On December 11. NUMA organized Tech For Planet at Station F in Paris, in collaboration with the French Presidency. The event focused on solutions and the role of technology in the fight against climate change, whether this change comes from startups, large companies or visionaries. 4 startups, partners or Alumni of DataCity were also represented at Tech For Planet: Linc, Quantmetry, Dataiku, Craft.ai.
Emmanuel Léger – DataCity program director and master of ceremony at Tech For Planet – introduced the “cities” topic with irrevocable figures: if the first 100 cities represent 25% of the world population and 75% of greenhouse gas emissions, “we have to look at cities, urban resilience is key in the fight against climate change”.
The question is no longer about finding solutions. Technological breakthroughs and amazing innovations with the potential to solve climate change issues already exist, the question is how quickly can we implement them and scale them ?
Technology is only the tip of the iceberg
Dirk Ahlborn, founder and CEO of Hyperloop Transportation Technologies – one of the companies racing to develop and implement Elon Musk’s innovation – was one of the keynote speakers at Tech For Planet. His analysis leaves no doubt: “the technology already exists and actually has been around for some time now”. Previous companies who tried to make this happen failed, because “it takes more than a company, it’s a movement”. His company is based on a unique approach that makes it the biggest outsourcing project on the planet: several universities are working on it, 800 people around the world work on it in exchange for stock options, other companies are also working on it in exchange for participations. The approach is both global and local with offices in Barcelona, the US, Slovakia, the Emirates, and recently France with a new R&D center in Toulouse. From our perspective, innovation is no longer about creating something new with great potential but also having the ability to move fast and roll out globally.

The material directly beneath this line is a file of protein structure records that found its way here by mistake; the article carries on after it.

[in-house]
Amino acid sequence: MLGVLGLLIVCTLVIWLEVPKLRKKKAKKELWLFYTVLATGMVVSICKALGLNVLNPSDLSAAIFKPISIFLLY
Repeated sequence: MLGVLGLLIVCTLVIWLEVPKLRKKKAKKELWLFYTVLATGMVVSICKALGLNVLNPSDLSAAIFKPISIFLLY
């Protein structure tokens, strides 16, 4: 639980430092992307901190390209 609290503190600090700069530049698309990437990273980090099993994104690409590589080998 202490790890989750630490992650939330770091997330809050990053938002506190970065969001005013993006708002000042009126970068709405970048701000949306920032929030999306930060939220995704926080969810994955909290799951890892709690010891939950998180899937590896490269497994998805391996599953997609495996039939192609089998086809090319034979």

New-born startups and Silicon Valley unicorns don’t have the monopoly on innovation. Larger corporations born in the 19th or 20th century can also move to a more collaborative approach, working closely with tech entrepreneurs. Emmanuel Lagarrigue – Chief Strategy Officer at Schneider Electric – was also a keynote speaker at Tech For Planet and calls for more collaboration between startups and corporations: “if we want to offer new solutions, better for the planet, working with startups is probably the best way to innovate. He also announced Schneider Electric’s intention to renew and step-up their commitment to external innovation through a program called “innovating at the edge”. The program will foster deeper interactions with startups in major ecosystems and will also multiply by three the financial commitment to support innovation developed outside Schneider Electric.
We must scale solutions for global impact
If technical solutions are not the problem, what is it? If a solution exists, has funding and visibility, what could be blocking it from scaling?
On a macro level, lack of global collaboration and regulation can be an issue. For Dirk Ahlborn “innovation can be very fast, but governments are sometimes very slow”. The way forward is to work with some of them proactively, like Hyperloop TT is doing in Indonesia, India, the Emirates, South Korea Czech Republic and France. At DataCity we also believe that this can be achieved through co-design. The states and cities can have a direct implication from the start.
Scaling solutions also means thinking globally: for Emmanuel Lagarrigue “the cities of tomorrow will be in Asia and Africa, and the model of development that was used for northern cities is not going to make it to the south because it’s not sustainable.” Through a partnership with Sunna Design, they were able to scale solar impact in different parts of the world. They now hope to keep scaling this solution for global impact.
Last but not least, solutions can only be scaled if they have market potential and solve a common issue in more than one region in the world. In the case of Hyperloop, traffic and pollution are one of the biggest problems for cities, no metro in the world is profitable so a green solution like hyperloop that produces more energy that it consumes would benefit states, citizens and the planet. To put it like Dirk Ahlborn in his keynote: “it’s completely green: it uses solar, wind, kinetic energy and even geo-thermal. But we don’t do this just because it’s green, it also makes business sense”. This is, indubitably, another key element to keep in mind when we talk about scaling solutions.